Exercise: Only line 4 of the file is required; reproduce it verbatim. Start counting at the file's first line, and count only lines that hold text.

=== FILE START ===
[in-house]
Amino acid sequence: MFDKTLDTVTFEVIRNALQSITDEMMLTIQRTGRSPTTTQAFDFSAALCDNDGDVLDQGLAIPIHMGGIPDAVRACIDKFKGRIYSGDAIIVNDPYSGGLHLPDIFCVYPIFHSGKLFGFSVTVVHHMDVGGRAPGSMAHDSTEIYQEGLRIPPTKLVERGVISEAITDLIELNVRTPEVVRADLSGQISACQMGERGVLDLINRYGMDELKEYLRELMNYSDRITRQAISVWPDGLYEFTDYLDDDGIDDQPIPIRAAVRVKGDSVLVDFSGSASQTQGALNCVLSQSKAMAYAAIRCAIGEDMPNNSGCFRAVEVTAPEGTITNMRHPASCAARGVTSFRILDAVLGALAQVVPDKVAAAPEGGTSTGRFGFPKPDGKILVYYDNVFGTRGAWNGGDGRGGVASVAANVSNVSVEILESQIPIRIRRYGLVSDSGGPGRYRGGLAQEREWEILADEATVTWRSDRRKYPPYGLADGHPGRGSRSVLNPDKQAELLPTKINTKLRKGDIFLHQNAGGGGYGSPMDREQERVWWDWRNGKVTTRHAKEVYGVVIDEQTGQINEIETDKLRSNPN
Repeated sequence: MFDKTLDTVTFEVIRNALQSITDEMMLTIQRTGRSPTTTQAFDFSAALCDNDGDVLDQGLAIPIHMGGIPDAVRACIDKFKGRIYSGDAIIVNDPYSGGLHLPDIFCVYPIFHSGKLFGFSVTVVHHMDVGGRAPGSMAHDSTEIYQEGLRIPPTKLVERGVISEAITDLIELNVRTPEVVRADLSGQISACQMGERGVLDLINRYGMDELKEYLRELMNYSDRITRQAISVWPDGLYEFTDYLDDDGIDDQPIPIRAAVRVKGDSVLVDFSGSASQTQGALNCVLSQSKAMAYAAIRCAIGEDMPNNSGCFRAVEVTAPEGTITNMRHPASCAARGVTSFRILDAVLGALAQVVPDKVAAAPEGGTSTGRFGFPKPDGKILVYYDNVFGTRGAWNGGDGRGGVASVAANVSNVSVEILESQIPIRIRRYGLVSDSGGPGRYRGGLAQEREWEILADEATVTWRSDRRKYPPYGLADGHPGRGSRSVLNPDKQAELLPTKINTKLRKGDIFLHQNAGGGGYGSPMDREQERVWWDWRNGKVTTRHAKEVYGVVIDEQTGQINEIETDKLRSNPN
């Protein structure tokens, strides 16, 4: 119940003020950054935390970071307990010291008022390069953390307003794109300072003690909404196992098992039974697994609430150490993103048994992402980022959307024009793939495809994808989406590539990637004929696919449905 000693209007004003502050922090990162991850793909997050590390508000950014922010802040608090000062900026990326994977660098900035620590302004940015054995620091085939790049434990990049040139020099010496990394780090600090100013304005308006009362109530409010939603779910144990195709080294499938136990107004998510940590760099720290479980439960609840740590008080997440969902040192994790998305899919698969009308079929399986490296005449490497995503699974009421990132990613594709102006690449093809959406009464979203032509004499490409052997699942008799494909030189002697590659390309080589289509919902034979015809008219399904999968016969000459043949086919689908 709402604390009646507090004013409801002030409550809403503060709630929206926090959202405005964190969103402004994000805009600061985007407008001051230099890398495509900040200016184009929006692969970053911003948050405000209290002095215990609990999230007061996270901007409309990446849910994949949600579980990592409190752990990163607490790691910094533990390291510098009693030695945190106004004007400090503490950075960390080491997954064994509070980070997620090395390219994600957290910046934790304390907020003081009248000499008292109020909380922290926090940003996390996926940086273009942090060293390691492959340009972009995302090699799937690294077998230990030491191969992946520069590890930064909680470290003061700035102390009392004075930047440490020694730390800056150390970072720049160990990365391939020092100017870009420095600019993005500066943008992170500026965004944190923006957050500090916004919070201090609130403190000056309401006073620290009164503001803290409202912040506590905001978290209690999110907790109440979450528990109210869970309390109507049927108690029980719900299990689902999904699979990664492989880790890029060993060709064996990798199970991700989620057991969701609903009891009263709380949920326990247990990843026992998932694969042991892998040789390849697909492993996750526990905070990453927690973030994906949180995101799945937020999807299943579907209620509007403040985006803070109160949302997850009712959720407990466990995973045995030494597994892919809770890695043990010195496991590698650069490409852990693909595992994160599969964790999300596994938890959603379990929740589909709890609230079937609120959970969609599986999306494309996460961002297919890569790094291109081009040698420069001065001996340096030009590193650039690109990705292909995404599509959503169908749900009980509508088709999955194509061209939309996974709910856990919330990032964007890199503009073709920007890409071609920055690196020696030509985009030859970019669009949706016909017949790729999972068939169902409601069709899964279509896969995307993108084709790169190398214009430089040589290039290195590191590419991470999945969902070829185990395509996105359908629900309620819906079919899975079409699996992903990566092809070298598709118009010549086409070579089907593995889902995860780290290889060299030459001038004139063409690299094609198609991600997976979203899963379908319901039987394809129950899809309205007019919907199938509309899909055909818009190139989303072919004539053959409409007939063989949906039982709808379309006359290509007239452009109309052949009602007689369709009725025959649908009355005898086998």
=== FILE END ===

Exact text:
């Protein structure tokens, strides 16, 4: 119940003020950054935390970071307990010291008022390069953390307003794109300072003690909404196992098992039974697994609430150490993103048994992402980022959307024009793939495809994808989406590539990637004929696919449905 000693209007004003502050922090990162991850793909997050590390508000950014922010802040608090000062900026990326994977660098900035620590302004940015054995620091085939790049434990990049040139020099010496990394780090600090100013304005308006009362109530409010939603779910144990195709080294499938136990107004998510940590760099720290479980439960609840740590008080997440969902040192994790998305899919698969009308079929399986490296005449490497995503699974009421990132990613594709102006690449093809959406009464979203032509004499490409052997699942008799494909030189002697590659390309080589289509919902034979015809008219399904999968016969000459043949086919689908 709402604390009646507090004013409801002030409550809403503060709630929206926090959202405005964190969103402004994000805009600061985007407008001051230099890398495509900040200016184009929006692969970053911003948050405000209290002095215990609990999230007061996270901007409309990446849910994949949600579980990592409190752990990163607490790691910094533990390291510098009693030695945190106004004007400090503490950075960390080491997954064994509070980070997620090395390219994600957290910046934790304390907020003081009248000499008292109020909380922290926090940003996390996926940086273009942090060293390691492959340009972009995302090699799937690294077998230990030491191969992946520069590890930064909680470290003061700035102390009392004075930047440490020694730390800056150390970072720049160990990365391939020092100017870009420095600019993005500066943008992170500026965004944190923006957050500090916004919070201090609130403190000056309401006073620290009164503001803290409202912040506590905001978290209690999110907790109440979450528990109210869970309390109507049927108690029980719900299990689902999904699979990664492989880790890029060993060709064996990798199970991700989620057991969701609903009891009263709380949920326990247990990843026992998932694969042991892998040789390849697909492993996750526990905070990453927690973030994906949180995101799945937020999807299943579907209620509007403040985006803070109160949302997850009712959720407990466990995973045995030494597994892919809770890695043990010195496991590698650069490409852990693909595992994160599969964790999300596994938890959603379990929740589909709890609230079937609120959970969609599986999306494309996460961002297919890569790094291109081009040698420069001065001996340096030009590193650039690109990705292909995404599509959503169908749900009980509508088709999955194509061209939309996974709910856990919330990032964007890199503009073709920007890409071609920055690196020696030509985009030859970019669009949706016909017949790729999972068939169902409601069709899964279509896969995307993108084709790169190398214009430089040589290039290195590191590419991470999945969902070829185990395509996105359908629900309620819906079919899975079409699996992903990566092809070298598709118009010549086409070579089907593995889902995860780290290889060299030459001038004139063409690299094609198609991600997976979203899963379908319901039987394809129950899809309205007019919907199938509309899909055909818009190139989303072919004539053959409409007939063989949906039982709808379309006359290509007239452009109309052949009602007689369709009725025959649908009355005898086998």